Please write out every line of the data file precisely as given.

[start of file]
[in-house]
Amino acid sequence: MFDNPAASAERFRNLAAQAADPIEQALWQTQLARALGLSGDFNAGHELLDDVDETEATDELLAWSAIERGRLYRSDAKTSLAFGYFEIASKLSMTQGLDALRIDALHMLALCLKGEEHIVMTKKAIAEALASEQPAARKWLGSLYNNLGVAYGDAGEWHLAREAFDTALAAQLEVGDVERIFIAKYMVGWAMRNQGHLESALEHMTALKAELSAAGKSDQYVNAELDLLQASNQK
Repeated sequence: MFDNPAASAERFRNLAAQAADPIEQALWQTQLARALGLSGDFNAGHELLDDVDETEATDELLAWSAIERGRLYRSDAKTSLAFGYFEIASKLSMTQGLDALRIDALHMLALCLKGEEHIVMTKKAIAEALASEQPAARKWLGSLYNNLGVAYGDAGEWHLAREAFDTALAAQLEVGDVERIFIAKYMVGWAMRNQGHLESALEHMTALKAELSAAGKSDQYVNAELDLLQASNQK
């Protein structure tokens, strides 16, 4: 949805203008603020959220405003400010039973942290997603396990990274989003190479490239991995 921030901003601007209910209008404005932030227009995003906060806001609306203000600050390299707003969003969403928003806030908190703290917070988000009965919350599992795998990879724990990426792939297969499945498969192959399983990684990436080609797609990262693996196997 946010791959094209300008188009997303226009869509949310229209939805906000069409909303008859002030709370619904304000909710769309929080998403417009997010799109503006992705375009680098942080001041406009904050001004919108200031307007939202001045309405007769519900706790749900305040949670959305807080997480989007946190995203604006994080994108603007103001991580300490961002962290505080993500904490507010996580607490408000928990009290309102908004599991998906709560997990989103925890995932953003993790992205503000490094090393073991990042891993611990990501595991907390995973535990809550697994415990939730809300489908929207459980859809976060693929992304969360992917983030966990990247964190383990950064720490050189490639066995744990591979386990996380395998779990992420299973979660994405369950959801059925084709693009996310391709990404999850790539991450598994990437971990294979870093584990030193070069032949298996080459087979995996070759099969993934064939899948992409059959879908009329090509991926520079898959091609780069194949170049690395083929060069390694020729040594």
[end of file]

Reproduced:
[in-house]
Amino acid sequence: MFDNPAASAERFRNLAAQAADPIEQALWQTQLARALGLSGDFNAGHELLDDVDETEATDELLAWSAIERGRLYRSDAKTSLAFGYFEIASKLSMTQGLDALRIDALHMLALCLKGEEHIVMTKKAIAEALASEQPAARKWLGSLYNNLGVAYGDAGEWHLAREAFDTALAAQLEVGDVERIFIAKYMVGWAMRNQGHLESALEHMTALKAELSAAGKSDQYVNAELDLLQASNQK
Repeated sequence: MFDNPAASAERFRNLAAQAADPIEQALWQTQLARALGLSGDFNAGHELLDDVDETEATDELLAWSAIERGRLYRSDAKTSLAFGYFEIASKLSMTQGLDALRIDALHMLALCLKGEEHIVMTKKAIAEALASEQPAARKWLGSLYNNLGVAYGDAGEWHLAREAFDTALAAQLEVGDVERIFIAKYMVGWAMRNQGHLESALEHMTALKAELSAAGKSDQYVNAELDLLQASNQK
């Protein structure tokens, strides 16, 4: 949805203008603020959220405003400010039973942290997603396990990274989003190479490239991995 921030901003601007209910209008404005932030227009995003906060806001609306203000600050390299707003969003969403928003806030908190703290917070988000009965919350599992795998990879724990990426792939297969499945498969192959399983990684990436080609797609990262693996196997 946010791959094209300008188009997303226009869509949310229209939805906000069409909303008859002030709370619904304000909710769309929080998403417009997010799109503006992705375009680098942080001041406009904050001004919108200031307007939202001045309405007769519900706790749900305040949670959305807080997480989007946190995203604006994080994108603007103001991580300490961002962290505080993500904490507010996580607490408000928990009290309102908004599991998906709560997990989103925890995932953003993790992205503000490094090393073991990042891993611990990501595991907390995973535990809550697994415990939730809300489908929207459980859809976060693929992304969360992917983030966990990247964190383990950064720490050189490639066995744990591979386990996380395998779990992420299973979660994405369950959801059925084709693009996310391709990404999850790539991450598994990437971990294979870093584990030193070069032949298996080459087979995996070759099969993934064939899948992409059959879908009329090509991926520079898959091609780069194949170049690395083929060069390694020729040594």